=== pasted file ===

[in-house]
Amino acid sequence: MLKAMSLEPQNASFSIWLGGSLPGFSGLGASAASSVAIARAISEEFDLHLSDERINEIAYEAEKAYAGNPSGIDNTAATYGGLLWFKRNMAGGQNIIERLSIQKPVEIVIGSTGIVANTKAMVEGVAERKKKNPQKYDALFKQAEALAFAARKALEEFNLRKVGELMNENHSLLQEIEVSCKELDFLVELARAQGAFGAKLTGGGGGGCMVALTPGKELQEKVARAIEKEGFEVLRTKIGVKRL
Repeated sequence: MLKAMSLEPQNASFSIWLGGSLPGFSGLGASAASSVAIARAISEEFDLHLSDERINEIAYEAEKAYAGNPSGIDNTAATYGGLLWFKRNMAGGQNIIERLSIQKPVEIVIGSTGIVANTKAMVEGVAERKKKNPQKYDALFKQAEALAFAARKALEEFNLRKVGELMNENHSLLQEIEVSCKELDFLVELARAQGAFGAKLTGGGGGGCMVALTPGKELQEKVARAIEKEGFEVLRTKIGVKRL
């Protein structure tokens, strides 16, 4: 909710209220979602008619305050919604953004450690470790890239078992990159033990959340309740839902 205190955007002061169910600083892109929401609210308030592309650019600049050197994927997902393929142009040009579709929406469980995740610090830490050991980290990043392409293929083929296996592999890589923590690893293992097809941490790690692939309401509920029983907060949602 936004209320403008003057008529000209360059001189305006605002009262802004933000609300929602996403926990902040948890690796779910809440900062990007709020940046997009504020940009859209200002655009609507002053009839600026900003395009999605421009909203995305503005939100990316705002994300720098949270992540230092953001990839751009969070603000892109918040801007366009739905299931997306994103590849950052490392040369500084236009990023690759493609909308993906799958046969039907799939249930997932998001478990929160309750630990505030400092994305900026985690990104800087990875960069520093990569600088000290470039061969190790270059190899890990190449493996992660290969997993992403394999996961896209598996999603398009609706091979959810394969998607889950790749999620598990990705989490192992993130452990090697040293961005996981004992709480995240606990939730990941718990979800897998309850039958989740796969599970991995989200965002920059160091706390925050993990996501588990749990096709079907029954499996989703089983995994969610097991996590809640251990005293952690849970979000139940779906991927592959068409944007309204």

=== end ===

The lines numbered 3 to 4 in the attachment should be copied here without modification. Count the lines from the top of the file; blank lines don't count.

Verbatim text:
Repeated sequence: MLKAMSLEPQNASFSIWLGGSLPGFSGLGASAASSVAIARAISEEFDLHLSDERINEIAYEAEKAYAGNPSGIDNTAATYGGLLWFKRNMAGGQNIIERLSIQKPVEIVIGSTGIVANTKAMVEGVAERKKKNPQKYDALFKQAEALAFAARKALEEFNLRKVGELMNENHSLLQEIEVSCKELDFLVELARAQGAFGAKLTGGGGGGCMVALTPGKELQEKVARAIEKEGFEVLRTKIGVKRL
């Protein structure tokens, strides 16, 4: 909710209220979602008619305050919604953004450690470790890239078992990159033990959340309740839902 205190955007002061169910600083892109929401609210308030592309650019600049050197994927997902393929142009040009579709929406469980995740610090830490050991980290990043392409293929083929296996592999890589923590690893293992097809941490790690692939309401509920029983907060949602 936004209320403008003057008529000209360059001189305006605002009262802004933000609300929602996403926990902040948890690796779910809440900062990007709020940046997009504020940009859209200002655009609507002053009839600026900003395009999605421009909203995305503005939100990316705002994300720098949270992540230092953001990839751009969070603000892109918040801007366009739905299931997306994103590849950052490392040369500084236009990023690759493609909308993906799958046969039907799939249930997932998001478990929160309750630990505030400092994305900026985690990104800087990875960069520093990569600088000290470039061969190790270059190899890990190449493996992660290969997993992403394999996961896209598996999603398009609706091979959810394969998607889950790749999620598990990705989490192992993130452990090697040293961005996981004992709480995240606990939730990941718990979800897998309850039958989740796969599970991995989200965002920059160091706390925050993990996501588990749990096709079907029954499996989703089983995994969610097991996590809640251990005293952690849970979000139940779906991927592959068409944007309204």